NEW YORK – When Knoxville, Tennessee, resident Tricia Bruce considers the role of Catholic social teaching in contemporary society, one place she looks is the city’s oldest church: Built purposely on a hilltop and later altered with a clock on its steeple to help the townspeople below.
“When I think about the Church’s role up here on the hill … it’s one in which the church has the opportunity to tell the time and remind the town what time it is,” said Bruce, chair-elect of the American Sociologist Association religion section. “That there is common ground; a common good in which we can move together, show up to the train at the right time and move forward.”
For College of the Holy Cross President Vincent Rougeau, sometimes it’s important for Catholics to take a step back in a secularized, divided, society and remember Catholic tradition.
“Because we are living in a society that is very individualistic, very market-driven, very libertarian, so we sometimes do not do what we could be doing and that’s using our faith tradition to step back from what we’re seeing and to ask ourselves: Maybe we should be questioning this? Maybe we should be offering some alternative visions?” Rougeau said.
Bruce and Rougeau spoke part of a Tuesday, Dec. 7, Georgetown University Initiative on Catholic Social Thought and Public Life discussion, “Whatever happened to the Common Good? Divided by Covid, Torn Apart by Politics, Fractured by Faith.”
The conversation explored how a divided society can rediscover the “common good.”
Along with rooting decisions in faith tradition, Rougeau highlighted the importance of listening – a concept that’s integral to Pope Francis’s culture of encounter and the worldwide Synod on Synodality underway at a diocesan level. Embedded within listening, Rougeau further argued that people need to seek discomfort to find common ground.
“If it’s a parish outside of your comfort zone, go to Mass there. Spend time in communities you know little about,” Rougeau, who’s the first black and first lay president at the College of the Holy Cross. “Organize with people whose experience is different from yours. Pray with people whose experience is different from yours.”
The importance of sacrifice can’t be ignored either, he added, explaining that “if it’s not a dialogue with some possibility of movement then we are going to be locked into the positions that we’re in right now.”
Political Leaders Exacerbating the Divide
At a time when partisan lines have been drawn in the sand, Rougeau put the onus on the nation’s political leaders to bring people back together. Especially, he said, because their behaviors are a large part of what fosters divisions in the first place.
“As we work up the leadership chain we see more and more retreat, more and more division, and more of a sense of a winner take all politics that has them coming down and encouraging behaviors that are very destructive,” Rougeau said. “We need to see political leaders in Congress, in our state governors and legislators to understand they have a responsibility to the nation, and they are supposed to be exercising certain values of leaders that promote those.”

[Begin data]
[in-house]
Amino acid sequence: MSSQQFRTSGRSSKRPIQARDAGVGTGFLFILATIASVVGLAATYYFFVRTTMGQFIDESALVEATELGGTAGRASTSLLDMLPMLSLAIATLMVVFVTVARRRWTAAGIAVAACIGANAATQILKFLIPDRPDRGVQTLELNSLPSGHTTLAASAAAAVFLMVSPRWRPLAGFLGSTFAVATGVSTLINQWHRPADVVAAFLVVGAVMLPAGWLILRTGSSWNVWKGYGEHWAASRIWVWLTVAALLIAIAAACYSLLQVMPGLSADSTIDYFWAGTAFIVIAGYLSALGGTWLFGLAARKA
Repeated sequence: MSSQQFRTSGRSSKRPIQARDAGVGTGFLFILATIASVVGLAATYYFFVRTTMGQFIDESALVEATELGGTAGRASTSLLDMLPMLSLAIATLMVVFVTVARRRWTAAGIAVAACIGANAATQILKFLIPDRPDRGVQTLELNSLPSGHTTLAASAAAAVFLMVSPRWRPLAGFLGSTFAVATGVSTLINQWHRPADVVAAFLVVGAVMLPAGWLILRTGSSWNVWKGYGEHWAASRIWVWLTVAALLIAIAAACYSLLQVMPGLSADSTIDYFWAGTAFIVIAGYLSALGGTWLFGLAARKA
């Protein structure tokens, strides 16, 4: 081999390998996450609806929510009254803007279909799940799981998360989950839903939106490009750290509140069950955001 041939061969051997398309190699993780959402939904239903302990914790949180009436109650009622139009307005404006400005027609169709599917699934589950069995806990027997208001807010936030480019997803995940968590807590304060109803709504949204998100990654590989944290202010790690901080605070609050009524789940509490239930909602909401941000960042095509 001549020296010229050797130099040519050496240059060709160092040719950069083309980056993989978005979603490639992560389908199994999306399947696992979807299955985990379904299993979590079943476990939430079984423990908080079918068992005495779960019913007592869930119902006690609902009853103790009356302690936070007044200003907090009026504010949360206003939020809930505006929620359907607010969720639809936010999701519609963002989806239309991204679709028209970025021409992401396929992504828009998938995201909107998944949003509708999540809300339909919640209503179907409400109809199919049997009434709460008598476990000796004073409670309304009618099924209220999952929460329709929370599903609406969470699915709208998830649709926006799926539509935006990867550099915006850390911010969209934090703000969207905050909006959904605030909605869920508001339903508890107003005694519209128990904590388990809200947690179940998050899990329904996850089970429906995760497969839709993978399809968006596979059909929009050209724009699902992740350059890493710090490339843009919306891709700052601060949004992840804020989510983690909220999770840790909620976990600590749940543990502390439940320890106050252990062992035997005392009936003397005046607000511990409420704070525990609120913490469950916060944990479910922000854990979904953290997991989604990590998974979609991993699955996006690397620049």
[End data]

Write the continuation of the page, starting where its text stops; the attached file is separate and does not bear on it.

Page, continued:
Money and gerrymandering – the manipulation of electoral districts to favor a particular political party – are two reasons panelists gave as to why politics has gotten to this divisive place.
U.S. Representative Marcy Kaptur (D-Ohio), the longest serving woman in the history of the House, called it a “pity” that there’s been no campaign reform by Congress. She argues that the money has become so exorbitant and integral to the process it’s kept members from working together. On top of that, she added, gerrymandering has allowed the edges of each political party to flourish while pushing the middle out.
“The system is crazy and that creates less time for members to actually work together,” Kaptur said. “They’re now spending time raising money and also now with the manufactured gerrymandering, what’s happened is both parties are making it impossible for a more moderate set of members to be elected. The edges are being promoted.”
Kaptur used her own state as an example. The new congressional districts map in Ohio – that’s being challenged on both the state and federal level – favor Republicans to win 12 of the 15 congressional districts in the state.
“It’s so out of whack,” she said.
A similar situation exists in Texas. The state was sued earlier this week by the U.S. Department of Justice over the new congressional districts’ maps, alleging the new districts dilute the minority vote. In both Ohio and Texas, the Republican governors have defended the redistricting maps as fair. Other states on both sides of the aisle have faced accusations of gerrymandering.
Matthew Dowd, the chief strategist for George W. Bush’s 2004 presidential campaign who is now running for lieutenant governor of Texas said that a debate can be had over “tax policy, education policy and all of that,” but you can’t have “the people sitting at the table no longer represent the country.”
He said one key way to change the present realities of politics in the country is for Americans to drop their unwavering commitment to a particular political party and choose someone that has “integrity and puts the common good first even if they’re with the opposite party.”
Follow John Lavenburg on Twitter: @johnlavenburg